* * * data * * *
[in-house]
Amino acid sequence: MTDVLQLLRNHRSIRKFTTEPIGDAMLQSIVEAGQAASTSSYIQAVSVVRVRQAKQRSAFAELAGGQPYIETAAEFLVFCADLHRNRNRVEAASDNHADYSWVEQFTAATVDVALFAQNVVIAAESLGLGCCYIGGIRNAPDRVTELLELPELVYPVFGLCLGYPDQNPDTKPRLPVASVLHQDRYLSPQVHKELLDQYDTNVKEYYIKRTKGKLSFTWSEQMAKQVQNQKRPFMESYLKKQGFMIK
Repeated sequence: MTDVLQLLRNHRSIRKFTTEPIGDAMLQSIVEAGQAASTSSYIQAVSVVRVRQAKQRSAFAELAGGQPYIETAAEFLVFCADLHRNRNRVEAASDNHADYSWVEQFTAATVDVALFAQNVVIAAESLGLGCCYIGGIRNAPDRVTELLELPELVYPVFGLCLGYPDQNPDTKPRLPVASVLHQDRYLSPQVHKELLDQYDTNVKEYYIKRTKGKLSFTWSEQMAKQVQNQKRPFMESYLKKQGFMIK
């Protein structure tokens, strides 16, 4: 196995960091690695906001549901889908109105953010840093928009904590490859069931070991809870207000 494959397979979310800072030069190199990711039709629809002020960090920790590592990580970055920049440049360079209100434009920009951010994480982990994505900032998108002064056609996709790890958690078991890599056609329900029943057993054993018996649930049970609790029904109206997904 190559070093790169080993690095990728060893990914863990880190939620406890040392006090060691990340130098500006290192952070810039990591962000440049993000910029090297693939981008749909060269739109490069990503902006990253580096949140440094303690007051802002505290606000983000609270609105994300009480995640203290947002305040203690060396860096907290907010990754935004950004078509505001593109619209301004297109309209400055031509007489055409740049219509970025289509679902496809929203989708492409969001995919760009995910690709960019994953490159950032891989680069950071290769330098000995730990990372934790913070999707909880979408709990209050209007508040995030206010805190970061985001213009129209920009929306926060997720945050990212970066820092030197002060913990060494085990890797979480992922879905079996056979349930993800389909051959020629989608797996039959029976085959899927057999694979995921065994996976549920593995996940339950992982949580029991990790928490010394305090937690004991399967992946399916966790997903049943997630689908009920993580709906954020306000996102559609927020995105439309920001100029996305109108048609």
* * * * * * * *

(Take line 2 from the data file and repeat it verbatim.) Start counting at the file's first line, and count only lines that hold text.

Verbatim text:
Amino acid sequence: MTDVLQLLRNHRSIRKFTTEPIGDAMLQSIVEAGQAASTSSYIQAVSVVRVRQAKQRSAFAELAGGQPYIETAAEFLVFCADLHRNRNRVEAASDNHADYSWVEQFTAATVDVALFAQNVVIAAESLGLGCCYIGGIRNAPDRVTELLELPELVYPVFGLCLGYPDQNPDTKPRLPVASVLHQDRYLSPQVHKELLDQYDTNVKEYYIKRTKGKLSFTWSEQMAKQVQNQKRPFMESYLKKQGFMIK